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Article
July 9, 1910

A SIMPLE AND INEXPENSIVE DEVICE TO PREVENT THE CONTAMINATION OF STERILE SOLUTIONS

JAMA. 1910;55(2):127. doi:10.1001/jama.1910.04330020031014

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Abstract

Sterile solutions are often put into carefully sterilized bottles, closed by sterile stoppers and then set away. By the time the solutions are to be used dust has collected on the lips of the bottles and in pouring out the contents the germs are washed off and the solutions are no longer sterile. Wiping the top of the bottle, at best, removes only part of the germs and drops the rest of them directly into the bottle. Then the stopper is laid down on some unsterile surface and, loaded with microorganisms, is returned to the bottle.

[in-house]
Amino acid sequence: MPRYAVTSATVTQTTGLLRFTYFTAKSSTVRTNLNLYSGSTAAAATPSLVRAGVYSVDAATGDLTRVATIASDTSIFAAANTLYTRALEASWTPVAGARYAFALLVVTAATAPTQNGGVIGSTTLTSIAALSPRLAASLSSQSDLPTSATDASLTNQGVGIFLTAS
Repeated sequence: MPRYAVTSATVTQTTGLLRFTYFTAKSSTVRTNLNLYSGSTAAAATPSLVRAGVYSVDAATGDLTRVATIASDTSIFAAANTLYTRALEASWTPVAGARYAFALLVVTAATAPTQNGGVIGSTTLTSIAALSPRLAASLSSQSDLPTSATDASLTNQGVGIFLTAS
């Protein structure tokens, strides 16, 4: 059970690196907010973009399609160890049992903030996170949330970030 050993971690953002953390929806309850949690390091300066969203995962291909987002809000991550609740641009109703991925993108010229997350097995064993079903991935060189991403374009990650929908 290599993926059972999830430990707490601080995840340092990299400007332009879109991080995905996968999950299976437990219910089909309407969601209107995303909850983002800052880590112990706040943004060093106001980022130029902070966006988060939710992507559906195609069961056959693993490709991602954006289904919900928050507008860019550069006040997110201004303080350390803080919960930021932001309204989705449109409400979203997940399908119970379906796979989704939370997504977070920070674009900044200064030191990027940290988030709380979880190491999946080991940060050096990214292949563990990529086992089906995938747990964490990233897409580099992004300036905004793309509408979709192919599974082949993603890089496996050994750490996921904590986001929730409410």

To obviate this I have devised a simple inexpensive device, so simple, in fact, that I hesitate to present it. From a piece of heavy rubber sheeting (that from a hotwater bottle answers best) cut a round piece, of such size that when placed over the mouth of the bottle the edges project somewhat. Then cut a small round hole in the center, of such size that the rubber

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